Melonscooter 2 Rage-Finish

Last week, I actually rage-finished not one but two projects in progress. First was Colsonbot, whose test came this past weekend at Bot Blast; and second was Melonscooter 2, which has been tested every single day since then already. I’m getting to this update now because, well, Bot Blast. Melonscooter 2 is now done, save for remounting my signature orange basket.

Finishing the construction of Melonscooter was delayed by replacement timing belts and pulleys. After assembling the Epic Pulley, I measured the distance between wheel axle and motor and came up with the nearest timing belt size to order – this was done with the tensioners, which are of the axle-pulling type, in the most relaxed position so I could order the next size belt up. Turned out to be a 700mm-size (140 tooth at 5mm per tooth) belt with the 20 tooth pulley I wanted to use. Both of these were ordered from my next favorite belt and pulleymonger, BB Manufacturing.

Waiting on those parts was what delayed the build for a little while. But when they got here, it was time to take everything to completion in one night.

Here’s everything test fitted out and satisfactory. The overall ratio of this drive is 5.4:1, which is higher than my typical ratios for this size wheel (more like 4:1). For instance, previous Melonscooter had 8″ wheels, only 1″ shorter, but only a 4:1 ratio.

The reason I’m doing this is to extract a little more power out of the system by allowing the motor to spin fast. In my opinion, that’s a more tenable solution to R/C motor powered drivetrains, since R/C motors love to spin *fast*. By allowing the motor to spin fast, you can gear higher and hence end up getting more torque per amp out of the system (faster acceleration, punchier throttle, the classic stuff people want R/C systems to accomplish). This is especially crucial if you can’t have a Controller of Infinite Amps.

In my case, I’m limited to a 50/120A small Kelly Controller – 120 amps is all I get, so why not increase the peak power of the system by allowing the motor to spin closer to the Kelly’s top speed limit? At 38 nominal volts, the 80/85 “short melon” with its 170 RPM/V shoots a bit above what the Kelly can hypothetically keep up with, so it should be no problem when loaded down.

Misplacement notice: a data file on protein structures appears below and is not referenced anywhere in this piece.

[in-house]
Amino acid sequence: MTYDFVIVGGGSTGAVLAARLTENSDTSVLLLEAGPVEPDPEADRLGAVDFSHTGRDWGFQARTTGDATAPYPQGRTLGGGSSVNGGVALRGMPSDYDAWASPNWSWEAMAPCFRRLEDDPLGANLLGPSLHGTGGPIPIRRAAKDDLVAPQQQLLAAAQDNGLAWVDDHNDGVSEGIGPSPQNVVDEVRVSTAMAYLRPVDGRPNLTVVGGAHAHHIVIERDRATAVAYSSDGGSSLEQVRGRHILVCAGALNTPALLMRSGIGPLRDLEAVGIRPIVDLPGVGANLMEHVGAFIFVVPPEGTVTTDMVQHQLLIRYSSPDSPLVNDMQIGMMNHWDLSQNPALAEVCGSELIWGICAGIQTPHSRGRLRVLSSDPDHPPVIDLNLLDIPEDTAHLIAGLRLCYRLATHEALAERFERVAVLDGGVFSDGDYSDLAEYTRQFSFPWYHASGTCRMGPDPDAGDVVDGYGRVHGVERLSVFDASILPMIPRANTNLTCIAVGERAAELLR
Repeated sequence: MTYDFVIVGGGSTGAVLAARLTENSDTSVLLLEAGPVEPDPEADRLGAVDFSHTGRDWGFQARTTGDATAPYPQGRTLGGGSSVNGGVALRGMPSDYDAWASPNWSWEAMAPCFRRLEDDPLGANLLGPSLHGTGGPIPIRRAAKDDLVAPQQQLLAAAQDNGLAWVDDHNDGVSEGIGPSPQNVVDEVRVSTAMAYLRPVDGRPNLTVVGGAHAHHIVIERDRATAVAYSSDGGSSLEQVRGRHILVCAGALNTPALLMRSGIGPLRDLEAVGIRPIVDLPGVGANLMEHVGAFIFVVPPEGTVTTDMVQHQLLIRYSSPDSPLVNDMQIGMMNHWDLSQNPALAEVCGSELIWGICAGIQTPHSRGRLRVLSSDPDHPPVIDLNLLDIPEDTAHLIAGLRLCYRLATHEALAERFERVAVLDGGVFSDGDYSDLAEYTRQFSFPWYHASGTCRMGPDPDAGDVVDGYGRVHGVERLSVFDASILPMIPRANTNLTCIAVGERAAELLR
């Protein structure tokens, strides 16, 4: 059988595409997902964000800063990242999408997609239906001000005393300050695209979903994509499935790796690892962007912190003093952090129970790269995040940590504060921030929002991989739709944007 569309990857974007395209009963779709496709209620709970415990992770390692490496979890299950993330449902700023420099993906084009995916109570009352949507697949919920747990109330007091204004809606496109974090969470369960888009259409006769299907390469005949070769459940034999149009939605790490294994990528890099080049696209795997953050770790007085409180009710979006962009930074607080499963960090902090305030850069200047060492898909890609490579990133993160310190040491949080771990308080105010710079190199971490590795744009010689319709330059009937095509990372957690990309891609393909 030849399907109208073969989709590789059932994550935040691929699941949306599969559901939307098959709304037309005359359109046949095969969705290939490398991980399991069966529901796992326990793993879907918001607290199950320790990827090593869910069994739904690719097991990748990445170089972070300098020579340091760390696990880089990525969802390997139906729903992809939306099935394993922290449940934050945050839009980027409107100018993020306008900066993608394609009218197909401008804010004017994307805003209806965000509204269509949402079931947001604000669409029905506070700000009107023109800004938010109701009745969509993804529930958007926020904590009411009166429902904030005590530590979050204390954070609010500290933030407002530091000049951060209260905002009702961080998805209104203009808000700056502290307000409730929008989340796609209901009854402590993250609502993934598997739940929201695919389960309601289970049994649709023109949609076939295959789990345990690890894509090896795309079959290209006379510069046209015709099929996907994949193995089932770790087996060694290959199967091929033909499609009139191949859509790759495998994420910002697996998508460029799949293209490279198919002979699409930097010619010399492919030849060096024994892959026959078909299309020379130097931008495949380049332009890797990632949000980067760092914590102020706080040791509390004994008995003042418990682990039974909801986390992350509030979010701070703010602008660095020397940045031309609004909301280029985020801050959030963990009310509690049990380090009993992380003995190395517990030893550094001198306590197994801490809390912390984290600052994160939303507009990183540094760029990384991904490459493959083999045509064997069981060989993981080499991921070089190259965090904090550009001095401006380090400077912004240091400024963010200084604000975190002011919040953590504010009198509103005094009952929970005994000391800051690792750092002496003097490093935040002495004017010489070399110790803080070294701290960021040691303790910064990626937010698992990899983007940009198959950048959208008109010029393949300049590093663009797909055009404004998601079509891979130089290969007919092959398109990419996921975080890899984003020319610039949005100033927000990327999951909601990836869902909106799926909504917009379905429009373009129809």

That’s also why you’d be hard pressed to ever get more than about 1000W from even a heavily modified Jasontroller – the top speed limit of the things is so low (about 4700 rpm on the average R/C motor) that the only way you have to get more out of the system is increase the current, which is on shaky component ground after 30-40A.

As BurnoutChibi shows, if you can get away with using a fast motor with a high gear ratio, it’s the way to go for sheer performance. If only drivetrain components were lossless – the high the ratios, the less coasting ability you’ll have since the friction inherent in the motor and power transmission is amplified by the gear ratio. I’ll stick with my almost-lossless timing belts, thank you very much, for daily use where I need other redeeming characteristics besides brute force (oh dear, I’m losing it…)

I broke out a charge point for the battery using a somewhat-shielded XT connector. My favorite for this is historically Deans, but I definitely find it hard to aim those things some times. Since this location is immediately inside the kickstand, getting a good line of sight would be harder, so a connector with a shroud like the XT is better.

Now, at least I’m not using the XT for actual power. I hate those things with a passion.

The utility wiring on this build is pretty sparse – just a jumper from the charge port to the battery side of the switch, and the switch outputs directly to controller. I didn’t even bother with a precharge circuit (inrush current limiter) this time. That’s how much I didn’t care.

(The tradeoff being earlier retirement of this Hella switch from arc erosion, and possibly risking detonating the Kelly from inrush current on ever power cycle. Don’t be like me, kids.)